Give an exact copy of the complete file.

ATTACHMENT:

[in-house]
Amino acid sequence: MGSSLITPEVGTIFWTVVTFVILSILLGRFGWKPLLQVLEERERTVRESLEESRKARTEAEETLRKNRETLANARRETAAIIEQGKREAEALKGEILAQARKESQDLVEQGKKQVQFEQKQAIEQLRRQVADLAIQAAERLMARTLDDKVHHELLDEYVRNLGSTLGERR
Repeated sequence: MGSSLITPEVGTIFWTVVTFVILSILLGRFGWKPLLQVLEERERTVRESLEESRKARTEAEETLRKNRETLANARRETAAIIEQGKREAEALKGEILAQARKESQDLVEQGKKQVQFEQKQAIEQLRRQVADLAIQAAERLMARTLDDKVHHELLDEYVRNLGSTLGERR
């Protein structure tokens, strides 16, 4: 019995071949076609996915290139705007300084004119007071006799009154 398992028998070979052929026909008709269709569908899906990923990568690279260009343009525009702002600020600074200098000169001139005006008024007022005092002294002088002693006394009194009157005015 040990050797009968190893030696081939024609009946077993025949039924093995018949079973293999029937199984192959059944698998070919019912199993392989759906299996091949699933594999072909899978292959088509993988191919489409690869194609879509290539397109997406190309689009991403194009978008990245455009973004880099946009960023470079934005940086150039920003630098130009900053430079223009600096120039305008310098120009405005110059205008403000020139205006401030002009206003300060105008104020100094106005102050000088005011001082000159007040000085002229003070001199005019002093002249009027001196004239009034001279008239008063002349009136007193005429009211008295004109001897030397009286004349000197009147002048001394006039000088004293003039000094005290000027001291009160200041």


[in-house]
Amino acid sequence: MGSSLITPEVGTIFWTVVTFVILSILLGRFGWKPLLQVLEERERTVRESLEESRKARTEAEETLRKNRETLANARRETAAIIEQGKREAEALKGEILAQARKESQDLVEQGKKQVQFEQKQAIEQLRRQVADLAIQAAERLMARTLDDKVHHELLDEYVRNLGSTLGERR
Repeated sequence: MGSSLITPEVGTIFWTVVTFVILSILLGRFGWKPLLQVLEERERTVRESLEESRKARTEAEETLRKNRETLANARRETAAIIEQGKREAEALKGEILAQARKESQDLVEQGKKQVQFEQKQAIEQLRRQVADLAIQAAERLMARTLDDKVHHELLDEYVRNLGSTLGERR
């Protein structure tokens, strides 16, 4: 019995071949076609996915290139705007300084004119007071006799009154 398992028998070979052929026909008709269709569908899906990923990568690279260009343009525009702002600020600074200098000169001139005006008024007022005092002294002088002693006394009194009157005015 040990050797009968190893030696081939024609009946077993025949039924093995018949079973293999029937199984192959059944698998070919019912199993392989759906299996091949699933594999072909899978292959088509993988191919489409690869194609879509290539397109997406190309689009991403194009978008990245455009973004880099946009960023470079934005940086150039920003630098130009900053430079223009600096120039305008310098120009405005110059205008403000020139205006401030002009206003300060105008104020100094106005102050000088005011001082000159007040000085002229003070001199005019002093002249009027001196004239009034001279008239008063002349009136007193005429009211008295004109001897030397009286004349000197009147002048001394006039000088004293003039000094005290000027001291009160200041």